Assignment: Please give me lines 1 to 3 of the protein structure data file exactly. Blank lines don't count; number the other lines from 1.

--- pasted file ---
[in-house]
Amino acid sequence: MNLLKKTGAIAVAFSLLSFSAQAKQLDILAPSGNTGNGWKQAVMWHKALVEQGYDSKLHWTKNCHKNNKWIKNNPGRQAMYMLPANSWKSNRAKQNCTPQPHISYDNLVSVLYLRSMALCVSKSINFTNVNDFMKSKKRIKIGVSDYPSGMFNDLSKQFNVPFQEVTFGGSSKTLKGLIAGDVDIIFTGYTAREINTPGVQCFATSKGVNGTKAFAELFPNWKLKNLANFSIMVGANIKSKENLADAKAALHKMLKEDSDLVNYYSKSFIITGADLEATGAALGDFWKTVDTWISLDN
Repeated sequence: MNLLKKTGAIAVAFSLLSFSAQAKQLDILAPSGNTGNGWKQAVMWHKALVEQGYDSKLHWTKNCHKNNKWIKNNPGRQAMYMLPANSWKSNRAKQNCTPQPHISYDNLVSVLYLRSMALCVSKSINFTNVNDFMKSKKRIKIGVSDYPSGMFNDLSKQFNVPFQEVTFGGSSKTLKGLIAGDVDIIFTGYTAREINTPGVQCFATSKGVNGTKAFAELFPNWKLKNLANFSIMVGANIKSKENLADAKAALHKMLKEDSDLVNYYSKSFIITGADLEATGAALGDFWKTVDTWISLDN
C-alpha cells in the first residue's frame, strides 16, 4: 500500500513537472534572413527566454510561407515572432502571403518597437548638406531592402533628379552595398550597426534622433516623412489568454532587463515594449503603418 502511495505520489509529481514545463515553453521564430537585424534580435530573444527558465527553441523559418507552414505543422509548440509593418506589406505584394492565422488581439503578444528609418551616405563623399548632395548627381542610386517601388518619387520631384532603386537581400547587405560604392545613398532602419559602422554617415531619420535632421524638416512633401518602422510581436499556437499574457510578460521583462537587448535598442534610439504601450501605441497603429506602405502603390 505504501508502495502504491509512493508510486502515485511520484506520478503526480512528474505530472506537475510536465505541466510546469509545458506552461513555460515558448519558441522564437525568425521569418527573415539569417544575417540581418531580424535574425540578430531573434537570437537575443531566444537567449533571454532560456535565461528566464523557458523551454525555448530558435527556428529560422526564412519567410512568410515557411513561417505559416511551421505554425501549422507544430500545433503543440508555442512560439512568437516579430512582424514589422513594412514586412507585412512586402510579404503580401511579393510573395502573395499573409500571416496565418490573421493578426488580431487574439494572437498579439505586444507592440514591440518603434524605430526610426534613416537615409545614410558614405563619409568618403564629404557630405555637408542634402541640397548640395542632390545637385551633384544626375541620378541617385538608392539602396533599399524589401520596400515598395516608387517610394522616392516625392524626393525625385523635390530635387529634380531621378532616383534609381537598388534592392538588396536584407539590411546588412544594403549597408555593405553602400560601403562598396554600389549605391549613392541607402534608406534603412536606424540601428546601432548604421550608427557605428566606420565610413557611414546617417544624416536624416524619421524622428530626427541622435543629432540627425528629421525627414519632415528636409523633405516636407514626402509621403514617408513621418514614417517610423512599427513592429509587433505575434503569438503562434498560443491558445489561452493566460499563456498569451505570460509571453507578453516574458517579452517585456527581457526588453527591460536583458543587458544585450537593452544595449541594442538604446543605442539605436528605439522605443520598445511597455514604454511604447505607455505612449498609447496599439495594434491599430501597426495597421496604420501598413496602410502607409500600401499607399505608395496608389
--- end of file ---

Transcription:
[in-house]
Amino acid sequence: MNLLKKTGAIAVAFSLLSFSAQAKQLDILAPSGNTGNGWKQAVMWHKALVEQGYDSKLHWTKNCHKNNKWIKNNPGRQAMYMLPANSWKSNRAKQNCTPQPHISYDNLVSVLYLRSMALCVSKSINFTNVNDFMKSKKRIKIGVSDYPSGMFNDLSKQFNVPFQEVTFGGSSKTLKGLIAGDVDIIFTGYTAREINTPGVQCFATSKGVNGTKAFAELFPNWKLKNLANFSIMVGANIKSKENLADAKAALHKMLKEDSDLVNYYSKSFIITGADLEATGAALGDFWKTVDTWISLDN
Repeated sequence: MNLLKKTGAIAVAFSLLSFSAQAKQLDILAPSGNTGNGWKQAVMWHKALVEQGYDSKLHWTKNCHKNNKWIKNNPGRQAMYMLPANSWKSNRAKQNCTPQPHISYDNLVSVLYLRSMALCVSKSINFTNVNDFMKSKKRIKIGVSDYPSGMFNDLSKQFNVPFQEVTFGGSSKTLKGLIAGDVDIIFTGYTAREINTPGVQCFATSKGVNGTKAFAELFPNWKLKNLANFSIMVGANIKSKENLADAKAALHKMLKEDSDLVNYYSKSFIITGADLEATGAALGDFWKTVDTWISLDN